From education to employment

Tories show no sign of undoing the damage caused by their cuts to schools

Commenting on reports in The Guardian about a leaked Department for Education briefing paper detailing policy proposals for schools in England,

angela rayner thumbnailAngela Rayner MP, Labour’s Shadow Education Secretary, said: 

“Time after time Boris Johnson has backed Tory cuts to school budgets that created the crisis in our classrooms, while slashing taxes for the richest. Johnson shows no sign of taking the action needed to undo that damage, and isn’t even proposing to reverse the Conservatives’ cuts to schools since 2010.  

“It is concerning that this leaked document shows senior Tories casting doubt on the value of teaching assistants and suggesting that more cuts are on the way, despite the vital work they do, such as supporting children with special education needs.

“The next Labour government will fully reverse Tory cuts to our schools, increasing per pupil funding in real terms and offering a real terms pay rise to both teachers and support staff.” 

mary boustedDr Mary Bousted, Joint General Secretary of the National Education Union, said:

“We need to see what actually is announced in next week’s Comprehensive Spending Review. Obviously any extra money for schools will be welcome because schools are desperate for funding. The problem is this just isn’t enough. It will not make enough of a difference to counteract the scale of funding cuts that schools have already experienced.

“Schools and colleges need £12.6bn by 2022/23 if we are to fix the funding crisis. We arrived at that figure together with ASCL, NAHT and the f40 education fair funding campaign group. It shows that Boris Johnson’s leadership election pledge falls £8bn short of what is needed. The School Cuts campaign has shown how 91% of schools have lost funding since 2015. Our analysis shows that the Government would give more than half of schools no extra money at all. 

“Efforts to portray this severe short-changing as an electoral winner will continue to be challenged robustly by the National Education Union.

“We do absolutely need good discipline in schools, and there are effective strategies to achieve that.  Teachers and school staff are already able to use ‘reasonable restraint’, but the leaked proposals of ‘reasonable force’ implies additional kinds of physical contact. This seems dangerously open to interpretation – what one person considers to be ‘reasonable’ another person may not. We don’t want teachers exercising reasonable force, we want well-disciplined schools which are well funded.

“Exclusion is a sometimes necessary, unfortunate option that a school and a school leader must be able to take. The danger with giving such a broad green light to exclusion, is that children who already need education the most are most likely to be denied it.

“Suggestions of cutting teaching assistants is further proof of how out of touch the Government is. TAs play an essential role in the classroom and school. Schools have already been forced to reduce staffing because of real-terms cuts, and it is a clear demonstration of how far the cuts bite that 59% of our support staff members report having do work that should properly be undertaken by teachers. They are seen as the cheap option, and without serious investment they will continue to be exploited.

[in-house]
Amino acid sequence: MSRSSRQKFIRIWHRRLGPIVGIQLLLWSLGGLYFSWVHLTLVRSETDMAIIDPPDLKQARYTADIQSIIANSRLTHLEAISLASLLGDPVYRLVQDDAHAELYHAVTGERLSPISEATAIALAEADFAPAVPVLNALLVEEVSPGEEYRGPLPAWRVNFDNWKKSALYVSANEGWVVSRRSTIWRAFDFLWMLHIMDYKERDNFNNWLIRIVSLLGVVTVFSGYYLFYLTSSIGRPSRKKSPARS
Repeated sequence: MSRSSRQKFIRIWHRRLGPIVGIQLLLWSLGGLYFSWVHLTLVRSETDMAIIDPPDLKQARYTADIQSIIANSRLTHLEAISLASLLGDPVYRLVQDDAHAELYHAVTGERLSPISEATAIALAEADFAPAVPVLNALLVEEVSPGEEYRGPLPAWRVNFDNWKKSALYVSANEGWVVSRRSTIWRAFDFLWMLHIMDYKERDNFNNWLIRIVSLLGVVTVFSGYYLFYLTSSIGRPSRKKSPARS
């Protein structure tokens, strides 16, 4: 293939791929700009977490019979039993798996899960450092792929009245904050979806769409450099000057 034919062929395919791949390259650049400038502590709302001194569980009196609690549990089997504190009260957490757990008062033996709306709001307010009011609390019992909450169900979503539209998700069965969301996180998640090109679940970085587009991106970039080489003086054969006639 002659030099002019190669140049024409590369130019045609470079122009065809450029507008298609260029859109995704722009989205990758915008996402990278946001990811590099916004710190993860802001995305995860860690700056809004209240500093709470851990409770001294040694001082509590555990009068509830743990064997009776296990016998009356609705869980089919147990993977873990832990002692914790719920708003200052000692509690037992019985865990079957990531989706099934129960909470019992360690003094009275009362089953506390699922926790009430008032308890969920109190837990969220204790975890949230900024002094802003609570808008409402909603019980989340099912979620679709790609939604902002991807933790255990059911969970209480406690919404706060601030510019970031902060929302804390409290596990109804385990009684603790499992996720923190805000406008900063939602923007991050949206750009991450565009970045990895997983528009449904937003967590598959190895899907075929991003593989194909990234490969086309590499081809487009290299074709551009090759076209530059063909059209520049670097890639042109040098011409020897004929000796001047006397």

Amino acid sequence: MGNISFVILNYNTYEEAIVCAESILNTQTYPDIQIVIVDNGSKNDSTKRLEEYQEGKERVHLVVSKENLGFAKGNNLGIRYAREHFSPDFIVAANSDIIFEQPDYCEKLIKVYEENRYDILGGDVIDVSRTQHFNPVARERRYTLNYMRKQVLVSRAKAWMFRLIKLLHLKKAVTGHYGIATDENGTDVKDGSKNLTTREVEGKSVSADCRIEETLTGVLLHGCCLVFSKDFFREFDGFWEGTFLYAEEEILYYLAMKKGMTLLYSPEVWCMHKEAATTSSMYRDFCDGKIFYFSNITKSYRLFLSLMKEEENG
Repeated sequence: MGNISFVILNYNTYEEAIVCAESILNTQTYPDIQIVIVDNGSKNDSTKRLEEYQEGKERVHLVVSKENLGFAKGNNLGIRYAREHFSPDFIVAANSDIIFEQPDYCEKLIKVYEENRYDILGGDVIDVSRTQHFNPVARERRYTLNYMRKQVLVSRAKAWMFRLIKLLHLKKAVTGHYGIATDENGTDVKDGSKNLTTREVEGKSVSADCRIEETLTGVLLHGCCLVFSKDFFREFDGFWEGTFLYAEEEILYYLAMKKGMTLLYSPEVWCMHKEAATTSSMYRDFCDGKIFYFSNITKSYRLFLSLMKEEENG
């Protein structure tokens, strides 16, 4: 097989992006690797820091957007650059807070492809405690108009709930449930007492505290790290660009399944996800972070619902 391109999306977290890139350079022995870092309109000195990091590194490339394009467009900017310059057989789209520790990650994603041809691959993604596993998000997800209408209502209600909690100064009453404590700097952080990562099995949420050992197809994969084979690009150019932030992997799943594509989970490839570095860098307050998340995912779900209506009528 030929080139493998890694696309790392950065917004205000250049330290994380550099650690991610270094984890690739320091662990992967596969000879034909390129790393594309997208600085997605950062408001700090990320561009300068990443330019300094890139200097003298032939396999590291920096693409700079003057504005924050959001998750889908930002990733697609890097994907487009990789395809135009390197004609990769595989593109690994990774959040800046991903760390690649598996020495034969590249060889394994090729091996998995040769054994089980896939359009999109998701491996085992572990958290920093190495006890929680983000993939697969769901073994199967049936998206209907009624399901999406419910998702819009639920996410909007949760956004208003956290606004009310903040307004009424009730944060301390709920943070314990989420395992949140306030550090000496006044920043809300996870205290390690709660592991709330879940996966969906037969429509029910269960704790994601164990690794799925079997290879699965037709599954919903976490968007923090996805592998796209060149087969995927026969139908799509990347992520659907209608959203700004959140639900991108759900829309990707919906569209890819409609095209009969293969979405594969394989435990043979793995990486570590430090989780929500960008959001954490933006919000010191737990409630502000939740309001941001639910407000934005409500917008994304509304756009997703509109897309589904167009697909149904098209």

“Boris Johnson and his party still do not understand the full scale of the crisis facing schools.  The Government must invest in all schools and colleges across the country and give councils the powers they need to open schools where there is genuine need for new places. Instead, it seems they intend to throw more public money at their failed and discredited free school programme. They need to restore the real terms value of teachers’ pay and remove the excessive workload and accountability burdens that are driving teachers out of the profession.”

Geoff Barton, General Secretary of the Association of School and College Leaders, said:

“Schools and colleges will welcome any genuine improvement to funding after a period of austerity which has been extremely challenging and has caused a great deal of damage. But they will need some convincing that any funding commitment really does address the crisis and isn’t simply part of a strategy for a forthcoming general election.

“Any extra money must be allocated immediately and it needs to be part of a longer-term commitment to reverse the education cuts because the sums of money being discussed are not enough to achieve that objective on their own. We are pleased to see that there is a proposal to improve teachers’ pay but once again we need to see the detail and be sure that this would be fully funded by the government and not an additional unfunded cost on schools.

“We welcome government support for schools in promoting good behaviour but we hope the focus on this issue in the briefing paper is not an election gimmick. The reality is that most behaviour is already good and that schools and colleges are already safe and disciplined environments. It is also the case that schools already have robust policies in place over the use of mobile phones and that they are in the best position to decide what approach works best in their context.

“Schools only exclude pupils as a last resort and in order to make sure that other pupils are able to learn in a safe and orderly environment. What they most need is sufficient funding so that they are better able to afford the cost of early intervention strategies which help to prevent challenging behaviour escalating to the point of an exclusion.”

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